…and the bump of the wheels came at 9:49 am on RWY 25. I was very happy to be back in Canada for the first time since completing my MA studies in Vancouver a year ago. Here we see the spoilers up and the thrust reverse engaged while slowing rapidly.
The aircraft exited the runway to the right and made the short taxi to Gate 6. Here is our flight path from IAD-YOW.
We were the first people off the aircraft and the first to the immigration and customs counter. The entire area was vacant except for the few folks coming off our flight. Our passports were stamped and we were through in 30 seconds.
From YOW we hopped in a cab to the train station, where we arrived at about 10:45 am—plenty of time to wait for our 12:45 VIA train to Montreal. Here’s a shot of the main hall at the Ottawa train station.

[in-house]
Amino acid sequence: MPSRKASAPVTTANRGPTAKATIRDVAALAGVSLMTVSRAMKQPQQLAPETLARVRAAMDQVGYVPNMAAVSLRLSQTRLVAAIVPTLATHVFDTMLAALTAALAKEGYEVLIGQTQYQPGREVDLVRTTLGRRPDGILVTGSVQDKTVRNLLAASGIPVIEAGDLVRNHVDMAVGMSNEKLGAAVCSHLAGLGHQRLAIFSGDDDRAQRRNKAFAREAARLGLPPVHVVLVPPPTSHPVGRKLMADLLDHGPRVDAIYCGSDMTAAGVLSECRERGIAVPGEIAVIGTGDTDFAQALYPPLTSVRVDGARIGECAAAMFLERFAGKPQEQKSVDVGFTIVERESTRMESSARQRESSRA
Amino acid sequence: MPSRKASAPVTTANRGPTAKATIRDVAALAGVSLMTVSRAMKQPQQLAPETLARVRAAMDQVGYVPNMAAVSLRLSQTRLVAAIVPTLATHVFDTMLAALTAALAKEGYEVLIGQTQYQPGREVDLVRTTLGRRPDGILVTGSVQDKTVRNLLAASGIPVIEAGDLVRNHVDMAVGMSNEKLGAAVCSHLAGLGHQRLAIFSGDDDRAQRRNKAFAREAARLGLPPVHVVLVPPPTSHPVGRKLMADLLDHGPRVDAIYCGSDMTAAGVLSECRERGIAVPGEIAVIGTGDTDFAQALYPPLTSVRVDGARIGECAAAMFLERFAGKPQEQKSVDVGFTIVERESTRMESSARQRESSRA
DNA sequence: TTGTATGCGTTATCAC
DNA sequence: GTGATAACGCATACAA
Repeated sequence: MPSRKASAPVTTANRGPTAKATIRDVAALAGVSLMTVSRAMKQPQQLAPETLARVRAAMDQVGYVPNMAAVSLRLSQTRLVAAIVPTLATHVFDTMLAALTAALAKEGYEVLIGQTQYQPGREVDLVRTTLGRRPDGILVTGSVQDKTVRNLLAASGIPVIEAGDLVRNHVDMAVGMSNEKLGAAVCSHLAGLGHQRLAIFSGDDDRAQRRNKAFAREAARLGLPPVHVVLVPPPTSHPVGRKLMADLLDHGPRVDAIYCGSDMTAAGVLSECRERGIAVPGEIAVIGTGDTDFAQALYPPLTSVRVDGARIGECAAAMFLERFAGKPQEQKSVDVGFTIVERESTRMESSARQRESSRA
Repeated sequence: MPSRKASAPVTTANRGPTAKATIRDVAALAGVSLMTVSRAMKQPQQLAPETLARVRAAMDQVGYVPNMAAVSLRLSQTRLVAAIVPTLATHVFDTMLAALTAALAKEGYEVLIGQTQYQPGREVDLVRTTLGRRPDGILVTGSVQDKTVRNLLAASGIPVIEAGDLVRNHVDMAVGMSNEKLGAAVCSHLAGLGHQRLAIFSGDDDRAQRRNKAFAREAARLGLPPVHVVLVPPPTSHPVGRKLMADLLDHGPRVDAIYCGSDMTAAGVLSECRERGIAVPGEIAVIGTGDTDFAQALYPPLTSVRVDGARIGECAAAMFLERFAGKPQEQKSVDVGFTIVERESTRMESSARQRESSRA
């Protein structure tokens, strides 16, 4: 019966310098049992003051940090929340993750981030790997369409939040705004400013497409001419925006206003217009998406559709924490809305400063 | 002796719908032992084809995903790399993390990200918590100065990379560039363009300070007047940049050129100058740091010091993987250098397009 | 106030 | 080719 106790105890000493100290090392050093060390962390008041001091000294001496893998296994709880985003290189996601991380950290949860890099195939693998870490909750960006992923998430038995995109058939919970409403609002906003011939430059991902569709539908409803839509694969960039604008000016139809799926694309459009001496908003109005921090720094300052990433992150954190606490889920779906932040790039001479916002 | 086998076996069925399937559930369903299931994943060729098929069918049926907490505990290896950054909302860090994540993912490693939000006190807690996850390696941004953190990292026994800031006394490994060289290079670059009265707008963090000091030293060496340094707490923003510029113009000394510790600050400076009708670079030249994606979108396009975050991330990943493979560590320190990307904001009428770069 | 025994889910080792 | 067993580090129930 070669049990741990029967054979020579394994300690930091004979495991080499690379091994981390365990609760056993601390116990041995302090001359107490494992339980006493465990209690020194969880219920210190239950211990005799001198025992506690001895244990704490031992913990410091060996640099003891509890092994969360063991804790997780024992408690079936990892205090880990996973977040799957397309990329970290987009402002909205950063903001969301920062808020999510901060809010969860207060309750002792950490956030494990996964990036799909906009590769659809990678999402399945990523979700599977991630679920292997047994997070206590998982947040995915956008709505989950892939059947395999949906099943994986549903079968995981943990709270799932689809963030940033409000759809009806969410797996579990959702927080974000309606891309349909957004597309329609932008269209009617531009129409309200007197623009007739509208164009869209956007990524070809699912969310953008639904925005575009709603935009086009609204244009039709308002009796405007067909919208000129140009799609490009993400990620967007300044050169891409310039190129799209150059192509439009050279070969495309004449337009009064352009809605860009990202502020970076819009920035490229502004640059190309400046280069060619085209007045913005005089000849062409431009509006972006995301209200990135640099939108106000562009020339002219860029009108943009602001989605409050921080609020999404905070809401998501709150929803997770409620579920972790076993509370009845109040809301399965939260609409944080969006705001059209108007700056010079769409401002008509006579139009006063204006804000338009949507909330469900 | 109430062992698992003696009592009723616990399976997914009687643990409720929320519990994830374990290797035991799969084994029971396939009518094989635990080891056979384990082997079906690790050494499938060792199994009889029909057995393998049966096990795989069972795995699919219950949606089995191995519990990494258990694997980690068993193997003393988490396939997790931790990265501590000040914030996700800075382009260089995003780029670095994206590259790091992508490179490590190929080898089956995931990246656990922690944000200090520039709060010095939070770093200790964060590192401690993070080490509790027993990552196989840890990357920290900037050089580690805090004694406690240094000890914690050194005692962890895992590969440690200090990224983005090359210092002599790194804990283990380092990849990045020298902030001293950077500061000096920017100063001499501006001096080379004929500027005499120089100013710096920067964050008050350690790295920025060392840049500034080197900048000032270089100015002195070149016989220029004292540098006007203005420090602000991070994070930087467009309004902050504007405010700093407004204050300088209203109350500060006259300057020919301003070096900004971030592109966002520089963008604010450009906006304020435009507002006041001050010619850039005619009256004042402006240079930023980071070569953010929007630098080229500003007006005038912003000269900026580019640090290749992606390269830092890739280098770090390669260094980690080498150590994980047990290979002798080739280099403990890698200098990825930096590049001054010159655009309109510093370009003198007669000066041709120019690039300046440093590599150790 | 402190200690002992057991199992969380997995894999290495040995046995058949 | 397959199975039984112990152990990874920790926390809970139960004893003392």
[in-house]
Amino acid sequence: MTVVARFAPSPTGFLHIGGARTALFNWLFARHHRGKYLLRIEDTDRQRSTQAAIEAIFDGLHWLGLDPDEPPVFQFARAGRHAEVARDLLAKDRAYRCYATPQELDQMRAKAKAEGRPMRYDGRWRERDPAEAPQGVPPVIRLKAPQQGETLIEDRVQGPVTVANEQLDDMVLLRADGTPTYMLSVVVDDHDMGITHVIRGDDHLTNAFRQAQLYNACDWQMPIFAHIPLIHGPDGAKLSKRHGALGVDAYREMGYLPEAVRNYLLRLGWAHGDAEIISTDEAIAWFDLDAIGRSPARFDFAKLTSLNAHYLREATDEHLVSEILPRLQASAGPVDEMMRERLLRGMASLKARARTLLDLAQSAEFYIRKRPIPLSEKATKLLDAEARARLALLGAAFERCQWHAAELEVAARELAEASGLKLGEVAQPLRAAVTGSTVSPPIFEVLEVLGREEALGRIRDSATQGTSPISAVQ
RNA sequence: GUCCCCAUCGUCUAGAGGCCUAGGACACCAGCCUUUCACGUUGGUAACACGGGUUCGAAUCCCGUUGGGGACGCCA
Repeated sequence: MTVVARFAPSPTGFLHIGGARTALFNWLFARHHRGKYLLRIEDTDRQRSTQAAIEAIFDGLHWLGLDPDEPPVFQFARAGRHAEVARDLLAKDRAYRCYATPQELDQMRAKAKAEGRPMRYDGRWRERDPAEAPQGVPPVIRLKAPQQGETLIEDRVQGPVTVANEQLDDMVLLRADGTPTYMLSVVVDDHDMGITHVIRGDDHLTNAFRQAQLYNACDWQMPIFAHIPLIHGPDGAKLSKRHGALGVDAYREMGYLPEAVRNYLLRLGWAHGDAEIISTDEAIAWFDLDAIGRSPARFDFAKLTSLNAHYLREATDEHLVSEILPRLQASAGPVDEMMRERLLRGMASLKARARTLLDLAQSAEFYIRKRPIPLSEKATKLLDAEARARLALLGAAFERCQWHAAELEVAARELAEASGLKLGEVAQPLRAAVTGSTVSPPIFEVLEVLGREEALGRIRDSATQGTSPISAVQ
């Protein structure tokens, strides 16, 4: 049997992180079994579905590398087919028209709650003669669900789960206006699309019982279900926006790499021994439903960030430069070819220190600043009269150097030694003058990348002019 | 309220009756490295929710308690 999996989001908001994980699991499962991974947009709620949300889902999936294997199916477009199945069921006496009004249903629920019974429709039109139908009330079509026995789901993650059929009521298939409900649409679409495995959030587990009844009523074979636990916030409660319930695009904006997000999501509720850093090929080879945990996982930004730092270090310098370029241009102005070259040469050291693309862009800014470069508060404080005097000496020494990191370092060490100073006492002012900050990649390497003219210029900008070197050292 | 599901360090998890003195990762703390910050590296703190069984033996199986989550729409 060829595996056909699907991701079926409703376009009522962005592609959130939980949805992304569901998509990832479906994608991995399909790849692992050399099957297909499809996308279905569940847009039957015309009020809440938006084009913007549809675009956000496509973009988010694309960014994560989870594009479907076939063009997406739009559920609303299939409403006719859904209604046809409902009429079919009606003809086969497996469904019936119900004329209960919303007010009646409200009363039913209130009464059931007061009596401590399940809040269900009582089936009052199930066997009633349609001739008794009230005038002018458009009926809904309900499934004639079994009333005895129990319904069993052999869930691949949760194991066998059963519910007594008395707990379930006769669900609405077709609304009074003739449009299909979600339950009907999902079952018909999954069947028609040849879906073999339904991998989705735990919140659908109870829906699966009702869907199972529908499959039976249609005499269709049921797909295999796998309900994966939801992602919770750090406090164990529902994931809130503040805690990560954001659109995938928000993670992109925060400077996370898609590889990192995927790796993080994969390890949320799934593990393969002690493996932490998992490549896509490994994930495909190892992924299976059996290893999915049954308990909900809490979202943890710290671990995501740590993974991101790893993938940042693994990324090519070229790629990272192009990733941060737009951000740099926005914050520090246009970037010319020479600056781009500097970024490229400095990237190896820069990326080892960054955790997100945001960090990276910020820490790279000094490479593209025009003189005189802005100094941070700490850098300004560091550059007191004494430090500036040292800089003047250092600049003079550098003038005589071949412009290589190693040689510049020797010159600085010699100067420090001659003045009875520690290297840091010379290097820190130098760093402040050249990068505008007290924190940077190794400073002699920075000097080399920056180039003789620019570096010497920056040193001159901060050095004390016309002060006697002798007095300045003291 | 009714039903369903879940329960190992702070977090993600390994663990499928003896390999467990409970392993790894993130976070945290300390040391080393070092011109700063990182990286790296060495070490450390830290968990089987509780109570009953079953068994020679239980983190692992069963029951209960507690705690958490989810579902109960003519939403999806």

And another shot passing the time with my feet up. I even closed my eyes for a few minutes while my girl sat next to me, engulfed in her book.
We eventually went over to the lone café on one end of the station and had lunch—a couple of burgers, some fries and a coke. The time passed quickly, and about 12:15 or so, everyone began lining up for the Montreal train.
At 12:30, the train pulled in and the boarding process began. This was definitely a different system of boarding than I am used to at European stations. Our tickets were checked inside the station before we were led to the train; it was also mandatory to check my suitcase as one would when flying (it was slightly too large for the overhead bin of the train). Here are a few pics to share from the platform.
We pulled out of the station on time and were soon speeding through the lovely countryside. The trip took about two hours. Here are a few shots while en route.